Singapore — Spot market demand for sour crudes originating from the Persian Gulf has slipped in recent weeks amid ongoing refinery turnarounds and inflow of overseas crude barrels into Asia, market sources said Friday.
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"[There is] less demand for Persian Gulf crude grades, [due to] turnaround season and arbitrage [flowing in]," a crude trader told S&P Global Platts this week.
Approximately 2 million b/d of Asian refining capacity -- or four cargoes of 500,000 barrels each day -- is expected to be offline at various points in the first quarter of 2019, according to Platts calculations.
Additionally, higher crude oil prices combined with easing freight on routes to Asia have made arbitrage routes more competitive to Middle East sour grades.
"There are arbs incoming [from] US to Asia [as] freight is coming off," said a China-based trader on Friday. The trader's comments were echoed by several end-users, refiners and other market sources so far this month.
"WTI Midlands seen offered quite cheap," the trader added.
"Arbs [are] wide open and expected to remain so for next year," a crude trader based in Singapore said at the end of 2018.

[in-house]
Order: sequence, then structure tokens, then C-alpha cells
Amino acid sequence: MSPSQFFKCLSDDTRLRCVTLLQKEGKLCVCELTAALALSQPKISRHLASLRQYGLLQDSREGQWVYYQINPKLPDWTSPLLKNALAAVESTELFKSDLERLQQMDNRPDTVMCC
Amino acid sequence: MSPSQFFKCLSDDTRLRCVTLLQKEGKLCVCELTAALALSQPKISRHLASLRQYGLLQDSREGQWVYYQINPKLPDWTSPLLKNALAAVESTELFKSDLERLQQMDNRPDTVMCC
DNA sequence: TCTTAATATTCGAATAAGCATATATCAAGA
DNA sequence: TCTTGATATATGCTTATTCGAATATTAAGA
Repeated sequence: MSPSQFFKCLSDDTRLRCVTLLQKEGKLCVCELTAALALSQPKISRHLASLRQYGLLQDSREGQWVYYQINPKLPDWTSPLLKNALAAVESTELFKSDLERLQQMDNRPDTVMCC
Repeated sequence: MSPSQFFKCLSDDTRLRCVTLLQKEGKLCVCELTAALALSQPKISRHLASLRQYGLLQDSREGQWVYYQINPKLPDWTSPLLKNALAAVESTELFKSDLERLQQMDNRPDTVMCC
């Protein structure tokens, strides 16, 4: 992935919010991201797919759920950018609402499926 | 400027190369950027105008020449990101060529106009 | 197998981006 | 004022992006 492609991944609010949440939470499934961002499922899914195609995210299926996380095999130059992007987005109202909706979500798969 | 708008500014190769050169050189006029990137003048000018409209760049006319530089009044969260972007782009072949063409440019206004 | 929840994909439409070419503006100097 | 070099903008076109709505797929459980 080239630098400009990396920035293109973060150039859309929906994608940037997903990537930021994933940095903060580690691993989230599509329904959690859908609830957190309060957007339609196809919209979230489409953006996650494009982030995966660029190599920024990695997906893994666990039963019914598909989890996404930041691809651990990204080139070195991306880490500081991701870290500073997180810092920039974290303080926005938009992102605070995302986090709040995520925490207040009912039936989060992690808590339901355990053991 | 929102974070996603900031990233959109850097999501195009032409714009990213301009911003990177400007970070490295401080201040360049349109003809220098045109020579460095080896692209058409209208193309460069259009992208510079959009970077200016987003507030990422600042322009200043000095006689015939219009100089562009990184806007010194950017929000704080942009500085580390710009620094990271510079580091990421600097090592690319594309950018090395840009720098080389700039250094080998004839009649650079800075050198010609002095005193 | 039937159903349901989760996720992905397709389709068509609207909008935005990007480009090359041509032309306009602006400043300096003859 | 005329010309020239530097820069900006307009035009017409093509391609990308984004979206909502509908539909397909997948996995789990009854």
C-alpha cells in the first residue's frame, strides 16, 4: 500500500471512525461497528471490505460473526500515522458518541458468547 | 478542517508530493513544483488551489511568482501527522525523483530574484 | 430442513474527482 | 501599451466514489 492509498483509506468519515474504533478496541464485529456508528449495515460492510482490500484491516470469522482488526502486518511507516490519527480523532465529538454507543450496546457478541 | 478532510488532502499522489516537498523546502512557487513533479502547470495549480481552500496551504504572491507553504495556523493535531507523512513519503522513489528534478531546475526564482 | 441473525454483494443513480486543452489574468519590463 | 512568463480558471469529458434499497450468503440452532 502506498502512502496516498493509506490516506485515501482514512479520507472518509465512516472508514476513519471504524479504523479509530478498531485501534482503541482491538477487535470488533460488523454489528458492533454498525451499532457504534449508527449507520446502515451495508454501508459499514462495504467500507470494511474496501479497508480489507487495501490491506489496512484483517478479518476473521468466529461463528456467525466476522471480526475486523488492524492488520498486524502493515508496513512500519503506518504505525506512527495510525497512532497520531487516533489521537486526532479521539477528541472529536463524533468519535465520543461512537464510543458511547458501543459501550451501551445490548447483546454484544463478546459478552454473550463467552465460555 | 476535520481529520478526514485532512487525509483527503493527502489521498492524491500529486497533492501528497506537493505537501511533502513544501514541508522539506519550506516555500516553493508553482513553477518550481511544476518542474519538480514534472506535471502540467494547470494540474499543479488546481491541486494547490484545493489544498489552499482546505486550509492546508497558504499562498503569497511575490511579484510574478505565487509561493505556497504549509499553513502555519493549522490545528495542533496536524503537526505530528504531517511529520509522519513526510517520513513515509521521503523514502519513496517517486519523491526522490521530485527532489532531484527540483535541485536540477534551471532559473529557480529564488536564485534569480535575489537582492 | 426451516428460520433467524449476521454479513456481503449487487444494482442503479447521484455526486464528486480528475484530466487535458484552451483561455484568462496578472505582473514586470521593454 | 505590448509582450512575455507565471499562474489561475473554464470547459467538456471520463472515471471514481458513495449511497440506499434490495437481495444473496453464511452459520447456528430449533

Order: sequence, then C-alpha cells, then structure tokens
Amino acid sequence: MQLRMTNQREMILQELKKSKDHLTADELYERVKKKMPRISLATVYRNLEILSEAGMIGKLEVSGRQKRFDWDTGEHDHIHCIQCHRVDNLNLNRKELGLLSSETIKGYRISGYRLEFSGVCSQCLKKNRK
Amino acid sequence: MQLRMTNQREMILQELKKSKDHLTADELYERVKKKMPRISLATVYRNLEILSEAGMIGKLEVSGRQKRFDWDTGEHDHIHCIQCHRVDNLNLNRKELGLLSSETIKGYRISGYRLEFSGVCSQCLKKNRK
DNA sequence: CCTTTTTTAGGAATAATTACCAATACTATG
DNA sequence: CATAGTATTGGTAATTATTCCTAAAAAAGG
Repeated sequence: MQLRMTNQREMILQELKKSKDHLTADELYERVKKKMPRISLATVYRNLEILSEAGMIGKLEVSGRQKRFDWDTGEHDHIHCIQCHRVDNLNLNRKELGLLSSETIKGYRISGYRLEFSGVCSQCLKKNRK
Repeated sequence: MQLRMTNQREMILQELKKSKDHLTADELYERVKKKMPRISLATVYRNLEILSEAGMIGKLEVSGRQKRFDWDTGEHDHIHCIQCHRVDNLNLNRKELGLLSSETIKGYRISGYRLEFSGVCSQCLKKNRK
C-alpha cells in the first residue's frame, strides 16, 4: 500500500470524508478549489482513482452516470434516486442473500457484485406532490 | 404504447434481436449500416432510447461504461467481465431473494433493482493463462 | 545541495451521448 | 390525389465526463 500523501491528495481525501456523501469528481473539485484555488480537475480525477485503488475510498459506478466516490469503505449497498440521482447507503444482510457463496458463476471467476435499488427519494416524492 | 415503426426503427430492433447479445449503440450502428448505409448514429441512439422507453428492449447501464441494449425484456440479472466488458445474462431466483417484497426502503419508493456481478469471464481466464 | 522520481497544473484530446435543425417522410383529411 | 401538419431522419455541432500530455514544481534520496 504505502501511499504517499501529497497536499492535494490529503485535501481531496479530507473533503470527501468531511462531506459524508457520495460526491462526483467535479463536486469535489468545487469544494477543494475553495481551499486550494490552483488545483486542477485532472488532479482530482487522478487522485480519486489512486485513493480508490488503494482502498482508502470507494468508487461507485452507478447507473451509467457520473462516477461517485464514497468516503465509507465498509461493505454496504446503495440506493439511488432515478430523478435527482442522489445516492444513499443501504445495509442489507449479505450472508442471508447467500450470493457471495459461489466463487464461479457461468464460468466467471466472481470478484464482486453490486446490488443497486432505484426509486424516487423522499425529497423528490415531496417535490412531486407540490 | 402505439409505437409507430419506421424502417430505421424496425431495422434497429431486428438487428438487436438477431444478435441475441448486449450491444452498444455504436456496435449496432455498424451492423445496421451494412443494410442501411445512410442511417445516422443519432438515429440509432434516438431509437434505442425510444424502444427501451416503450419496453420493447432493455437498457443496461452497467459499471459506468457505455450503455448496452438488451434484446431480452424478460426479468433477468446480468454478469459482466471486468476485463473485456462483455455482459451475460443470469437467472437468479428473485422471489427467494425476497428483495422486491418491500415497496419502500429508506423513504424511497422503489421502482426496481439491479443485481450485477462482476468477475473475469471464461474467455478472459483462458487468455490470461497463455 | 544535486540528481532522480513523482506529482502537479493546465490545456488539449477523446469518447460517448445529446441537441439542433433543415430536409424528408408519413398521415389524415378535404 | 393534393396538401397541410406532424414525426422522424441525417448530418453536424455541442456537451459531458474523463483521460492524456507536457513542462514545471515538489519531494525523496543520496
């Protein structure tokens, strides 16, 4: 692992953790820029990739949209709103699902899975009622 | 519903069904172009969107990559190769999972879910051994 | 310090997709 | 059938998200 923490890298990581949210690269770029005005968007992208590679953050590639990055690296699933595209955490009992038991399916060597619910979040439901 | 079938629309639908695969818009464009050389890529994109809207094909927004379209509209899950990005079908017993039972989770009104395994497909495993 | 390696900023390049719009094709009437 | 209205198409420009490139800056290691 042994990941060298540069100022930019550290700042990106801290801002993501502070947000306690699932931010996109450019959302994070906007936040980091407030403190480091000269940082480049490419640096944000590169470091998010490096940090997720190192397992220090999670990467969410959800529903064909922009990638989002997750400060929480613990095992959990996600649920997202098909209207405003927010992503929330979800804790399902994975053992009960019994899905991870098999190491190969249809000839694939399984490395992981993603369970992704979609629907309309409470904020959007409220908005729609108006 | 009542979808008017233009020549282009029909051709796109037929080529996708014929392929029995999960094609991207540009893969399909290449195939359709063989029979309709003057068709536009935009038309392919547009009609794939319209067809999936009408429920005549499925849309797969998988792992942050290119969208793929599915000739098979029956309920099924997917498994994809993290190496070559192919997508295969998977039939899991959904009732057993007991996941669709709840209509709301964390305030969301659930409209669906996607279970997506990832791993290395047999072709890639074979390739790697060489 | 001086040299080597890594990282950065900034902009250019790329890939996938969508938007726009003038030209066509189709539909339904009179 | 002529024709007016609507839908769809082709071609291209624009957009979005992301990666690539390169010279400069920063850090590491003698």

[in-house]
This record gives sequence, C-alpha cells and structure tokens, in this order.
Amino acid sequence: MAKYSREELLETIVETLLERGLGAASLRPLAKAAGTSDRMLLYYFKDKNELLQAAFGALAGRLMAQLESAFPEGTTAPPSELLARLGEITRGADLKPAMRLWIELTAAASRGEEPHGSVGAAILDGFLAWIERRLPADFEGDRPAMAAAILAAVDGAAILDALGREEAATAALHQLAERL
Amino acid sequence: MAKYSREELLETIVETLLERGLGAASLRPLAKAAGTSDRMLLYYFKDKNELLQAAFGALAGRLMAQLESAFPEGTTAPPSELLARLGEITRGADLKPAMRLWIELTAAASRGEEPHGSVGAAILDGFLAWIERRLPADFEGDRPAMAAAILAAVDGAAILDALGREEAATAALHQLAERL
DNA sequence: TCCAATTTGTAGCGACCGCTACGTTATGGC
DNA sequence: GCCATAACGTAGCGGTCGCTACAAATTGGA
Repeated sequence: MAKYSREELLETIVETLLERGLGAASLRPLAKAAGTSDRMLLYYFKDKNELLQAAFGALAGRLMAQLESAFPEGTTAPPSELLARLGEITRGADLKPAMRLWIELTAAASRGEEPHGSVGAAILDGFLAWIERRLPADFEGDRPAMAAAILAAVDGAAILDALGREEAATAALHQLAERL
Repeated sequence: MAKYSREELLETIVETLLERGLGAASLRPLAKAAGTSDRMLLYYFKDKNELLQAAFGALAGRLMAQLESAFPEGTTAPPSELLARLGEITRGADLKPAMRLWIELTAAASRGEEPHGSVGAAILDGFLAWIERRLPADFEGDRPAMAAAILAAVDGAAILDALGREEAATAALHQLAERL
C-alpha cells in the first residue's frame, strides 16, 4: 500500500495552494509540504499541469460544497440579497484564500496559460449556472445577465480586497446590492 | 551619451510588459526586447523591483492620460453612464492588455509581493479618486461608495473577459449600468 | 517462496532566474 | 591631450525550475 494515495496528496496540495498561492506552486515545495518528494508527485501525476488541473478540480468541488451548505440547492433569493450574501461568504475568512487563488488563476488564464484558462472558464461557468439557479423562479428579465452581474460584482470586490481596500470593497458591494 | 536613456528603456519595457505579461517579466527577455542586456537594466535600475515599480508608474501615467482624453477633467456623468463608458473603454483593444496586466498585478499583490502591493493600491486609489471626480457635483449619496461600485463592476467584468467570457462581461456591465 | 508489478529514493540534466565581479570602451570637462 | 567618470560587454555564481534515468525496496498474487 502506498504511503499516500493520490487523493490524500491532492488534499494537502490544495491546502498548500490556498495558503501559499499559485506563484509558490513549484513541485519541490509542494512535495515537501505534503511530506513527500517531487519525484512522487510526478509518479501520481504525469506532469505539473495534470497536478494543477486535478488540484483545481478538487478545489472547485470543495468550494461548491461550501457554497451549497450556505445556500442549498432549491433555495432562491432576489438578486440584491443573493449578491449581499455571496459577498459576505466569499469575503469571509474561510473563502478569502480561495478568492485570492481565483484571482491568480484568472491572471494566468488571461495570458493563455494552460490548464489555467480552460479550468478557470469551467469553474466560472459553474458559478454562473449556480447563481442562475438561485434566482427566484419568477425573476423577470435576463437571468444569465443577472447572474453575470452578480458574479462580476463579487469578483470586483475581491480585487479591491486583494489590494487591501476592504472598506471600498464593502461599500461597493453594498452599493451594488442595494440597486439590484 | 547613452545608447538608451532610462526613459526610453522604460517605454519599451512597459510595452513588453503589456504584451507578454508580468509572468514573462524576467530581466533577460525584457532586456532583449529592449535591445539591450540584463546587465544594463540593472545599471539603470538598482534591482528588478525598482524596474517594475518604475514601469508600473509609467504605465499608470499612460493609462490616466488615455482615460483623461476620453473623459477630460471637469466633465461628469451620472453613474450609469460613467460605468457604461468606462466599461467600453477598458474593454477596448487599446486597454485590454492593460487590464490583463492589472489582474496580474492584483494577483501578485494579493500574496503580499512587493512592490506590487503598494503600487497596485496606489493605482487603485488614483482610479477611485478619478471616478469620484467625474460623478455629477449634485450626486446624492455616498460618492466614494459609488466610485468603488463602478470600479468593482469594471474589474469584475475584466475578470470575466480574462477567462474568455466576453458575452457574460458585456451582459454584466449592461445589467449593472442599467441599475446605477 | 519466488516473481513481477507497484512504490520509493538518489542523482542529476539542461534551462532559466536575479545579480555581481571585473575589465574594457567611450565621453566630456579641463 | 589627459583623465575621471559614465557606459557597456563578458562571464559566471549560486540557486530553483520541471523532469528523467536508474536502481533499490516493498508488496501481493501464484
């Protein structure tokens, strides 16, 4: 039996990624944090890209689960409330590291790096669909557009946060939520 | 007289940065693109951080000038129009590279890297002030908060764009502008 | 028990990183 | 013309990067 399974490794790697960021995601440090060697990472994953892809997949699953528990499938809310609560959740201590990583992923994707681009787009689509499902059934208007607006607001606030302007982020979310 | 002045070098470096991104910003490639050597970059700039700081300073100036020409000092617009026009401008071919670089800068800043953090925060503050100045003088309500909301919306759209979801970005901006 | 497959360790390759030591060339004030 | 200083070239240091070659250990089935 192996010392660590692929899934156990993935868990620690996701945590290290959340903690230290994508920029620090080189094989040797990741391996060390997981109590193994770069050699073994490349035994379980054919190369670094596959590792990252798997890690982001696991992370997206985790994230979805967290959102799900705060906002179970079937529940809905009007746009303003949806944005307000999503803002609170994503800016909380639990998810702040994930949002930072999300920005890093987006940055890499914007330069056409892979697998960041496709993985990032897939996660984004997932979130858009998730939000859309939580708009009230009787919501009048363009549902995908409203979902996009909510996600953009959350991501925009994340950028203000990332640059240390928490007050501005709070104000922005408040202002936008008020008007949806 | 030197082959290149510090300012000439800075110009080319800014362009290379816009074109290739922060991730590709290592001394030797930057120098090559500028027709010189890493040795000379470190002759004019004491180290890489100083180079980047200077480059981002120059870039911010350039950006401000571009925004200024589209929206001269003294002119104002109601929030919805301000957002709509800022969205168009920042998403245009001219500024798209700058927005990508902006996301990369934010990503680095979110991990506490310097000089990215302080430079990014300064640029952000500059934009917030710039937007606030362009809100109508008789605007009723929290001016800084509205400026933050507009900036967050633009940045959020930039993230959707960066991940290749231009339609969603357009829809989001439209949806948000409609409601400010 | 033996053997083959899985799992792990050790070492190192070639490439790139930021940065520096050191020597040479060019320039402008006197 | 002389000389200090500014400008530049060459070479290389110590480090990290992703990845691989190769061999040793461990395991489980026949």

Additionally, market sources said the looming end of crude import waivers granted by the US to eight countries with existing contractual agreements with Iran may provide some support to a weakening market structure in the coming months.
"The situation looks a little bit oversupplied to me but it depends on [how] the market will balance the end of the waivers against the fall in demand from the maintenance season," the China-based crude trader added.
The spread between March and May cash Dubai -- otherwise known as the Dubai M1-M3 spread -- narrowed to a month-to-date average of 11 cents/b as of January 10.
Despite dipping into a contango of minus 5 cents/b briefly on January 7, the spread has sustained itself in backwardated territory for the last several months. The monthly average of the M1-M3 spread was last in contango in March 2018, when it averaged minus 30 cents/b for the month, Platts data showed.
The Dubai M1-M3 spread is widely tracked by traders of Middle East sour crude as a proxy of market direction. A contango in the spread would imply weakening demand or oversupply for sour crudes from Asian refiners.
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--Edited by Ikhhlaq Singh Aujla, firstname.lastname@example.org